In this week’s Dispatches from the Secret Library, Dr Oliver Tearle considers the pioneering and half-forgotten writer of the modernist short story
A bridegroom waits in the hall, while his bride sobs upstairs in her mother’s arms. Married off to an older man against her wishes, the seventeen-year-old Flo leaves home to take up married life with Philip, her husband. Five years later, she makes the journey she has been putting off ever since she got married: she returns home by train and tells her mother that she leads a miserable life married to the repulsive adulterer Philip, who has recently taken off to Paris with a girl from the Alhambra. What’s more, Flo tells her mother that she blames her for this wretched existence she now leads: her mother failed to prepare her daughter for the realities of men and married life, and she had to find out the hard way. She announces her intention to leave her husband. The next day, having slept in her childhood bed, she departs for the railway station and leaves ‘in the opposite direction’ to begin a new life.
This much constitutes a brief plot summary of ‘Virgin Soil’ (1894), one of George Egerton’s most celebrated short stories. Not that any of them are that celebrated: although Egerton has begun to receive more attention and analysis from literary critics interested in women’s fiction and the history of modernism, she remains a little-known figure in English literature. And yet with ‘Virgin Soil’, ‘A Cross Line’, ‘Wedlock’, and a handful of other short stories published in the 1890s, Egerton – who had been born Mary Chavelita Dunne in Melbourne, Australia in 1859 – pioneered a new kind of English fiction, influenced by Scandinavian writers such as Knut Hamsun, August Strindberg, and Henrik Ibsen. Egerton – who, on account of her birth name, had been duly nicknamed ‘Chav’ before chavs were a thing – was also a complex mixture of different nationalities: born in Melbourne, Australia to an Irish father and a Welsh mother, she would later live in Germany, Norway, and Ireland.
Ibsen is particularly relevant for ‘Virgin Soil’, which appeared in Egerton’s 1894 collection Discords, the volume that followed her ground-breaking volume of the previous year, Keynotes. The much-discussed ending of Ibsen’s 1879 play A Doll’s House – which sees the married Nora walking out on her husband and their children, slamming the door defiantly behind her – seems to lurk behind ‘Virgin Soil’ with Flo’s long and impassioned denunciation of nineteenth-century attitudes to marriage and her decision to leave her husband.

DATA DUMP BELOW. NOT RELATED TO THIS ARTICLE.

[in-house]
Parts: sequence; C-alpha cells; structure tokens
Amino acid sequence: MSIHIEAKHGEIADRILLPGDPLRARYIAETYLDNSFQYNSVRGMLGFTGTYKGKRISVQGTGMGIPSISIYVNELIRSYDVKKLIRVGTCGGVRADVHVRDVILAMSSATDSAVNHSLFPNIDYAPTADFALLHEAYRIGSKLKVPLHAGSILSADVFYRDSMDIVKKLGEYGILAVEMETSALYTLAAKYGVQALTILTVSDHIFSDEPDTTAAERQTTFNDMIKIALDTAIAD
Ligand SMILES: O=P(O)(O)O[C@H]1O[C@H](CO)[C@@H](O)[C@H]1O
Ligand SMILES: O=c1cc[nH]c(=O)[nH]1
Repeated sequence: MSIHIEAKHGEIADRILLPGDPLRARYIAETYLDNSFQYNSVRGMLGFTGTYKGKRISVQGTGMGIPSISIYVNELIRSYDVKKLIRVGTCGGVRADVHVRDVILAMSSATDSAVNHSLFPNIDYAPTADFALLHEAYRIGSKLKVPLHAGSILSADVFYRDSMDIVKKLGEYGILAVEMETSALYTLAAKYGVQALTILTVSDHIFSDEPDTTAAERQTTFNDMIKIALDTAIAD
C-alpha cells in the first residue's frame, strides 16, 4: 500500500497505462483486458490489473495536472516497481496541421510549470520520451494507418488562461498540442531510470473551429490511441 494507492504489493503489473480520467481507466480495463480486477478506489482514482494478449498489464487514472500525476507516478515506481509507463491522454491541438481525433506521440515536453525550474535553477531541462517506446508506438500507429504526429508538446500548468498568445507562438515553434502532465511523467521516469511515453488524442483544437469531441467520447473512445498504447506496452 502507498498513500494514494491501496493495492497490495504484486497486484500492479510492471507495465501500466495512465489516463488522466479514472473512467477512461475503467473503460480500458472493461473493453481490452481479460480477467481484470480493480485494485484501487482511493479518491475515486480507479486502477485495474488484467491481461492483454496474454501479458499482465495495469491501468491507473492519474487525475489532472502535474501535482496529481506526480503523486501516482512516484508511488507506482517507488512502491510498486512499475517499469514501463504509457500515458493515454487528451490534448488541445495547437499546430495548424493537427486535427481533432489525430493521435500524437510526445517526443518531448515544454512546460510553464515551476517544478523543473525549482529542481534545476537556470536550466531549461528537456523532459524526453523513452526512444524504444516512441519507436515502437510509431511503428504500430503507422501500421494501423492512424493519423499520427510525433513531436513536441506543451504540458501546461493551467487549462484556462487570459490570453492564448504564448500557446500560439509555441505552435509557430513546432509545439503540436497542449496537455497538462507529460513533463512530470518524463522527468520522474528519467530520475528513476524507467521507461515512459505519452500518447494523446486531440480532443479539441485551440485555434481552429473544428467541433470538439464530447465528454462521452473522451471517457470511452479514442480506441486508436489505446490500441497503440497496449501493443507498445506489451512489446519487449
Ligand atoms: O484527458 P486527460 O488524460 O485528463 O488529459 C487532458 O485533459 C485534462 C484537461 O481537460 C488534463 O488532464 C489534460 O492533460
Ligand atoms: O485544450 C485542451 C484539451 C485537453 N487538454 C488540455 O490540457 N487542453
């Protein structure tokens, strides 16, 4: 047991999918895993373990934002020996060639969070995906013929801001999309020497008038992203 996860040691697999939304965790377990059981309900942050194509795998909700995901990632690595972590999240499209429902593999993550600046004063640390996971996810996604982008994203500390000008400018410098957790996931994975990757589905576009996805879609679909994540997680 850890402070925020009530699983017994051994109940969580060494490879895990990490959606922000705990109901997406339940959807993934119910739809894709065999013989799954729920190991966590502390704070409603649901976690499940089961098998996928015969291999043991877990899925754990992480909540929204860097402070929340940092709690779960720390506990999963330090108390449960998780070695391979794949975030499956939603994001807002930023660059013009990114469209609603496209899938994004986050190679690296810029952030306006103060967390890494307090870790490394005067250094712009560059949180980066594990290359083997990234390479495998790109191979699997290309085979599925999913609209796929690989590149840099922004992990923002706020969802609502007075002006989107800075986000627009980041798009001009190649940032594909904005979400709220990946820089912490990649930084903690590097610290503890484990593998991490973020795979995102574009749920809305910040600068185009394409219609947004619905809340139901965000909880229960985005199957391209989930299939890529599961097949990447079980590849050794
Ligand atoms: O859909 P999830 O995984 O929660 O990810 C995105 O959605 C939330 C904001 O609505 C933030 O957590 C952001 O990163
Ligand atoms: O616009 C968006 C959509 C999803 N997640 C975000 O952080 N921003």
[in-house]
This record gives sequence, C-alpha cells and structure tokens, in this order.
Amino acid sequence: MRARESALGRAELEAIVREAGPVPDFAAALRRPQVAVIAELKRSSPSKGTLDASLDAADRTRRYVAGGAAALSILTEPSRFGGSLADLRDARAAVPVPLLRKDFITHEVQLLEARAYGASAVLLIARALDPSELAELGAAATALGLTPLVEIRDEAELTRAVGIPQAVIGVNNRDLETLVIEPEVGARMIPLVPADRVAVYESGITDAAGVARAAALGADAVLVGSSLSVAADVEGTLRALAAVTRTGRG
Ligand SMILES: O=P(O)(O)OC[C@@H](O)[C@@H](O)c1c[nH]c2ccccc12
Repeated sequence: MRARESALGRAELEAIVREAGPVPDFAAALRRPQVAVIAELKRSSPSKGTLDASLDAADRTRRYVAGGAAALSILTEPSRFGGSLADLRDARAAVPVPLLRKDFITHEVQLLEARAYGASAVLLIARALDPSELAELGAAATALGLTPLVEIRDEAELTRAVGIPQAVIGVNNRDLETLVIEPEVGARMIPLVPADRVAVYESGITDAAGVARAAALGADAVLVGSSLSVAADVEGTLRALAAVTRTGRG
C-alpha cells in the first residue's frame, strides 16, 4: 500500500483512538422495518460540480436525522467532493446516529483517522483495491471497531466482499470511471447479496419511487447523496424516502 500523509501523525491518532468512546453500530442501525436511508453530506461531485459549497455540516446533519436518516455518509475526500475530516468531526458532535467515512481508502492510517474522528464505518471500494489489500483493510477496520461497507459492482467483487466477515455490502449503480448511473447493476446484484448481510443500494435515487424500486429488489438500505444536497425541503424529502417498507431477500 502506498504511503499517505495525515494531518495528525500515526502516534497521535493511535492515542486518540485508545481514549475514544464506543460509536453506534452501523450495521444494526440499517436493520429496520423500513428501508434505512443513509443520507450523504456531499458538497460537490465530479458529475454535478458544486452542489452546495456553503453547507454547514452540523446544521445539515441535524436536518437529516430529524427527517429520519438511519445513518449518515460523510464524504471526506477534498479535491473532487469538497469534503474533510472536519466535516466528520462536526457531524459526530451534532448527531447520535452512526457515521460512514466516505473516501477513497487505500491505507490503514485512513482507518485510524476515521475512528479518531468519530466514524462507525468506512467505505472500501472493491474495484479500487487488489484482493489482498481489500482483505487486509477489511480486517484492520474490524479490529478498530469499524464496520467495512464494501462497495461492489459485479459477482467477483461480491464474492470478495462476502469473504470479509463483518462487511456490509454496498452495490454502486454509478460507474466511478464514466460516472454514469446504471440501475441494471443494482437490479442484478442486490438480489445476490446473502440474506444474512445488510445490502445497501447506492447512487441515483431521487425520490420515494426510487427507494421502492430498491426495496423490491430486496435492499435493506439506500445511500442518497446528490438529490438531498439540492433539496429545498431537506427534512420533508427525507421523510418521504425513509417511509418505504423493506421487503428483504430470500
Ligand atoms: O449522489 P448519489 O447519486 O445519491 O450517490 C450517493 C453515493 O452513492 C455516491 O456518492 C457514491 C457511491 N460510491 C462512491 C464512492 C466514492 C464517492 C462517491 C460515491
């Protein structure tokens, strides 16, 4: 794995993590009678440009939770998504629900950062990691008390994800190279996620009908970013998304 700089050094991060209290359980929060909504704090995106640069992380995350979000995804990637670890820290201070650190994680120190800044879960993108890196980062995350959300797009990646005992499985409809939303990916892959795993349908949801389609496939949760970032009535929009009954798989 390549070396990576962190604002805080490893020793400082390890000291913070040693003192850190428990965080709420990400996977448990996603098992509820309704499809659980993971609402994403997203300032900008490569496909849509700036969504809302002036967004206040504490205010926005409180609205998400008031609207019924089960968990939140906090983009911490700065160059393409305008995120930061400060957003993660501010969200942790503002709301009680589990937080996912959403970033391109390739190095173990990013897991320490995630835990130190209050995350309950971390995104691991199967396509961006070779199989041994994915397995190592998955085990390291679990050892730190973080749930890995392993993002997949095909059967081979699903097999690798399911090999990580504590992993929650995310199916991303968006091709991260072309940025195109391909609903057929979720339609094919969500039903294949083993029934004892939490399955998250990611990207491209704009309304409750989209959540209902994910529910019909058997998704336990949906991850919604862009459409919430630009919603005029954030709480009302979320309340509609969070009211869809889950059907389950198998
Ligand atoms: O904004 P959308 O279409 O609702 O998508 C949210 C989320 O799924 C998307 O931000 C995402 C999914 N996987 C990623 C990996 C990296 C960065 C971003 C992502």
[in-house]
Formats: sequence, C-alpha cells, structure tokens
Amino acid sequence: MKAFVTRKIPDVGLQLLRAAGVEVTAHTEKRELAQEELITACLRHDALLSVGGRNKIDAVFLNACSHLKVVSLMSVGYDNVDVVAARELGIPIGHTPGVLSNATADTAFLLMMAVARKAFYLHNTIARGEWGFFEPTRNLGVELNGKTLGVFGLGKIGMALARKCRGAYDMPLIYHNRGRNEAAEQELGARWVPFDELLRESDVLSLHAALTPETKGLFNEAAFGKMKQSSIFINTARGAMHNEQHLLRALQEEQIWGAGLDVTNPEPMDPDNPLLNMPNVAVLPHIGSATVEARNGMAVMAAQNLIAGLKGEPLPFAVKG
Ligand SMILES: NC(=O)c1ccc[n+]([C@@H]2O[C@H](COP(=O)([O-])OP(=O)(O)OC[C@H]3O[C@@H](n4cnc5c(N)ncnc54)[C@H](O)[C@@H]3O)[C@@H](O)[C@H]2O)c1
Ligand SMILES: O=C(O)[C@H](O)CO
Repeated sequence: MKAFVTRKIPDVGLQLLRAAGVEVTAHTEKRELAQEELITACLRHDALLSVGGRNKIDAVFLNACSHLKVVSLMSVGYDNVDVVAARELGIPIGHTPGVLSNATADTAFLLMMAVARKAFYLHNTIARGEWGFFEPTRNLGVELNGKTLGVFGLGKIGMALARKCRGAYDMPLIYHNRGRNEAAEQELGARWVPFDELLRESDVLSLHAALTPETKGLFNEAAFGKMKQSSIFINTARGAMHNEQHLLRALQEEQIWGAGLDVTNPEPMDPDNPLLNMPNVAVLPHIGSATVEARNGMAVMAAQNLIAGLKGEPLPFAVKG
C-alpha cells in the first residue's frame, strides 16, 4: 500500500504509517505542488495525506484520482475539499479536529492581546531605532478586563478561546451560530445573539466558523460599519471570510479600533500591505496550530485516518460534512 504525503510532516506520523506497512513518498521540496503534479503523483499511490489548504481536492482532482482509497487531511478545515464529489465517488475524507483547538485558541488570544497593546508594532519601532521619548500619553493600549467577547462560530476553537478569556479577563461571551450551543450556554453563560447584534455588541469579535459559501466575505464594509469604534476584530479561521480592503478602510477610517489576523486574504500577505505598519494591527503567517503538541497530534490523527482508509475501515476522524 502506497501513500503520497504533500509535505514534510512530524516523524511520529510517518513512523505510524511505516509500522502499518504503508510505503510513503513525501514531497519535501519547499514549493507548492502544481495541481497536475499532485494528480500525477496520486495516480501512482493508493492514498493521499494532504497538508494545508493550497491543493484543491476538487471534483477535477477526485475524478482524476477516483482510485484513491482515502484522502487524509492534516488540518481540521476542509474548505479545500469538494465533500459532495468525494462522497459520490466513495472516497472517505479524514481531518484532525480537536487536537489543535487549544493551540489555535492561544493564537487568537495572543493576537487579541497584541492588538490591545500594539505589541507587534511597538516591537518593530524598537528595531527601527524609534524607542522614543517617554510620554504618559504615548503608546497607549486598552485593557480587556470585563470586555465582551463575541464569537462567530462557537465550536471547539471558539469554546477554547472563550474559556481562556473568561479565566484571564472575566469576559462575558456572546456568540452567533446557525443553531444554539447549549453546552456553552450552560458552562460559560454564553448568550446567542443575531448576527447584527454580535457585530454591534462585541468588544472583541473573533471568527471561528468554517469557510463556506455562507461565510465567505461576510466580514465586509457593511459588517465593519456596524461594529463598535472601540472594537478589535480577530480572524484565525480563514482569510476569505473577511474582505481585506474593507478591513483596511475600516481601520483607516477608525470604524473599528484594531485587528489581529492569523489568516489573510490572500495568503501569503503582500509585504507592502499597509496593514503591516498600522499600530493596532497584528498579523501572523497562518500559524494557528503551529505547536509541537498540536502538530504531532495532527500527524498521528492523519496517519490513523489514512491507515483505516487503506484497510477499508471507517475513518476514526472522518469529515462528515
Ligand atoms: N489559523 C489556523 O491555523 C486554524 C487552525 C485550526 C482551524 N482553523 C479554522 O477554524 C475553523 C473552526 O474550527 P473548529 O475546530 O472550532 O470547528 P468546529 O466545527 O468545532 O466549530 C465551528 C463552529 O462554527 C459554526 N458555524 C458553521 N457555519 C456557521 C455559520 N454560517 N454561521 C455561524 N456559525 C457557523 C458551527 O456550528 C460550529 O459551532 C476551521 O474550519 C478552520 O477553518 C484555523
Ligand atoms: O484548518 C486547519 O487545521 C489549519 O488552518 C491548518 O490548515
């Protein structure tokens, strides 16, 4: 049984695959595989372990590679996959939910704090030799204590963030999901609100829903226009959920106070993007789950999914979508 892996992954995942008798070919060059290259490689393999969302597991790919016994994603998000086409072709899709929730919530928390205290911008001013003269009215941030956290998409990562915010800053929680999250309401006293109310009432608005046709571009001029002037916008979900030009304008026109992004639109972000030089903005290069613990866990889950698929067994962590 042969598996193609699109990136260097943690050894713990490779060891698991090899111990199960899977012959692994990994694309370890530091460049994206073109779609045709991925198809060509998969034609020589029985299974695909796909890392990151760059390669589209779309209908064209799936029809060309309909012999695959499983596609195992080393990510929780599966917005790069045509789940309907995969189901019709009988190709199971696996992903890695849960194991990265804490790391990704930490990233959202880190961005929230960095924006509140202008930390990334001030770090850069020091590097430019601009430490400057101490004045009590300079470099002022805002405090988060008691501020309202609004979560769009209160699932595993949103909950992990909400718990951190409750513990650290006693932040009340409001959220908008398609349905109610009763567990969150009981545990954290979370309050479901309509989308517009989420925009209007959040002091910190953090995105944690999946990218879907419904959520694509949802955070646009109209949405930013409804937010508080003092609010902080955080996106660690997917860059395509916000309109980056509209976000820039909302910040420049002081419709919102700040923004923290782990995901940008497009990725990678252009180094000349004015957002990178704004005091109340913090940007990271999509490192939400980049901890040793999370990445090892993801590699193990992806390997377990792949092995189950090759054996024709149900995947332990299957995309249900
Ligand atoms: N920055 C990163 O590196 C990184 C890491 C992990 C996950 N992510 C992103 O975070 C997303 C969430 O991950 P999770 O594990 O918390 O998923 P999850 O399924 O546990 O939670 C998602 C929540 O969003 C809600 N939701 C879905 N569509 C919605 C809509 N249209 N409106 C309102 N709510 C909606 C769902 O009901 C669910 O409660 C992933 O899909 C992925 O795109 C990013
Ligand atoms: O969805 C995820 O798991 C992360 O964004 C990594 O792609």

But Egerton’s focus is different from Ibsen’s: in a masterstroke, she pushes the husband to the background of the story, instead focusing on the confrontation between Flo and her mother, who represent two very different kinds of Victorian women: whilst her mother is God-fearing and cannot countenance the breaching of marriage vows, Flo sees through such patriarchal ideologies which are designed to serve the husband well and put the wife at the mercy of his ‘conjugal rights’:
I don’t blame them; it must be so, as long as marriage is based on such unequal terms, as long as man demands from a wife as a right, what he must sue from a mistress as a favour; until marriage becomes for many women a legal prostitution, a nightly degradation, a hateful yoke under which they age, mere bearers of children conceived in a sense of duty, not love.
Shortly after this, Flo denounces her mother: ‘I say it is your fault, because you reared me a fool, an idiot, ignorant of everything I ought to have known, everything that concerned me and the life I was bound to lead as a wife’. In other words, Egerton doesn’t set her sights so high as to try to bring down the whole patriarchal system, with its odds stacked in the man’s favour. Instead, she focuses on the way that, to borrow from and adapt Philip Larkin, ‘woman hands on misery to woman’. Flo’s issue is not merely that she, as a woman, is doomed to live the life of a wretched wife, but that her mother didn’t prepare her for this.
Egerton’s title, then, carries a double meaning: ‘virgin soil’ is both the terra incognita of marriage on which Flo embarks at the start of the story (and it is literally ‘unknown land’ to her thanks to her mother’s conspiracy of silence around the realities of wedded life), but it is also a gruesome pun on the seventeen-year-old Flo’s virginity, which is ‘soiled’ by her coerced marriage to the odious Philip. But ‘Virgin Soil’ also points up George Egerton’s aim in this story, as in her other stories such as the ground-breaking ‘A Cross Line’: what Egerton herself called, in relation to all women, the ‘terra incognita of herself’. And by focusing on the cult of silence surrounding matrimony (a grimly ironic word given the patriarchal world which this mother and daughter inhabit), Egerton helped to show what married life was really like for many women.
Symbolically, autumn is coming when Flo leaves her mother and her married life behind at the end of ‘Virgin Soil’, and there is a sense that the ‘summer’ of her life is already prematurely over. She is just twenty-two. Now, having abandoned her lawful (but awful) husband, she has made herself a social pariah? What sort of life she had before her, Egerton does not tell us – she doesn’t have to. But what is clear by the end of ‘Virgin Soul’ is that, for Flo, it cannot be worse than the life she leaves behind.
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Oliver Tearle is the author of The Secret Library: A Book-Lovers’ Journey Through Curiosities of History, available now from Michael O’Mara Books.
Image: Cover of George Egerton’s Keynotes (1893), via Wikimedia Commons.